“Walk on.” There’s a story behind this famous quote. In 1969, Bruce severely injured his back during a routine training session because he didn’t warm up properly. He was told he could never practice martial arts again and may never walk normally. Devastated by this news, Bruce became a researcher of his injury, his body and ultimately created his own path to healing.
In this week’s episode we talk about the three core tenets of Jeet Kune Do: Simplicity, Directness, Freedom. Bruce Lee applied these tenets to martial arts, but also to everyday life. Shannon shares the story of the pivotal fight that led Bruce Lee to develop his own martial arts philosophy and way: Jeet Kune Do.
“Under the sky, under the heavens, we are but one family.”
This week we discuss harmony. Harmony was an important part of Bruce Lee’s philosophy and the way he lived his life. He was always seeking connection over opposition and never needed to compare himself with anyone else. He truly believed that we are one family—black, white, brown, yellow, red—we are all one.
“To change with change is the changeless state.”
Change often brings fear, and many times we resist.
But if you can flow and be adaptable, you can move through all of the things that life throws at you, with much ease you will remain in a place where you wont freak out and you will remain in a changeless state.
“What was that? An Exhibition? We need emotional content. Now try again!”
What did Bruce Lee mean by “Emotional Content?”
He was describing the feeling of being totally present in your body and connected to your own life force. A spiritual life force that is the energy of creation. This force helps you become a human being from moment to moment. When you are creating emotional content, you are creating in awareness, openness and receptivity to everything around you. You are in a state of relating to your surroundings. You are not in isolation—you are connected.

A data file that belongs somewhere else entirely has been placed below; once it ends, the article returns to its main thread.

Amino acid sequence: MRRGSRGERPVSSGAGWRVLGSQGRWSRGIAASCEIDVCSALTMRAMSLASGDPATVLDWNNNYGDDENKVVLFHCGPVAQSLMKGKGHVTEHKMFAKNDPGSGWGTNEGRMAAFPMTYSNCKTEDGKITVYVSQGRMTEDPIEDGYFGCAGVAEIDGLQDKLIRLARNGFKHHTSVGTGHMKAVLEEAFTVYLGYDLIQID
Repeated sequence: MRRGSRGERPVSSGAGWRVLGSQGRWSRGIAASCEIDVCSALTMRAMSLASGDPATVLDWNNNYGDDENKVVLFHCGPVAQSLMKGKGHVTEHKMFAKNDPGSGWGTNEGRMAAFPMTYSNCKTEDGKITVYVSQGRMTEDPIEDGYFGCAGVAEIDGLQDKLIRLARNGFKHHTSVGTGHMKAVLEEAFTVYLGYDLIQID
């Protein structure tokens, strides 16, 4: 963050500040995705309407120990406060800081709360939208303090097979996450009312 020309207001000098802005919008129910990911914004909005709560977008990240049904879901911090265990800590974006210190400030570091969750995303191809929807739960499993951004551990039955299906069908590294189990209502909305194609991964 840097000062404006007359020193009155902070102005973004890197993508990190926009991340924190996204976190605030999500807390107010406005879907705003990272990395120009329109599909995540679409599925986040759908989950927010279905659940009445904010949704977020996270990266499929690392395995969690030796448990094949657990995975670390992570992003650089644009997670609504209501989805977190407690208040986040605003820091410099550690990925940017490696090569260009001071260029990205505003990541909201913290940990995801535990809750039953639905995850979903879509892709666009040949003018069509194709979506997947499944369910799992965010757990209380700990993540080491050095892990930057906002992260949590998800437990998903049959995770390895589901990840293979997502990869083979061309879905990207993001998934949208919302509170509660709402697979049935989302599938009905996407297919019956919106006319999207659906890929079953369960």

This week we talk about how Bruce Lee documented his goals, valued mistakes and created a personal definition of success. A dedicated journal writer, Lee consistently wrote down his big and small goals. He believed that all goals did not have to be achieved, they were a way to orient yourself towards a big dream with meaning. They were also an opportunity to make mistakes along the way, learn and adapt as necessary—being in flow, using no way as way.
How did Bruce Lee interpret the ideas of Originating and Innovating? This week we discuss Bruce’s unique take on these ideas. His definition of these words have nothing to do with the buzzwords of business. Originating is the process of self-actualizing and becoming your true self and innovating is what gets created in the world when you are connected to your authentic energy.
"Always be yourself, express yourself, have faith in yourself. Do not go out and look for a successful personality and duplicate him.”
This week’s show covers Bruce Lee’s thoughts on self actualization vs. "self-image" actualization. He did not look to imitate others, he was committed to going deeply within himself to find the truth about his own unique essence and how to express it honestly in the world. He was constantly working on understanding his true self through active observation, questioning, researching and journaling.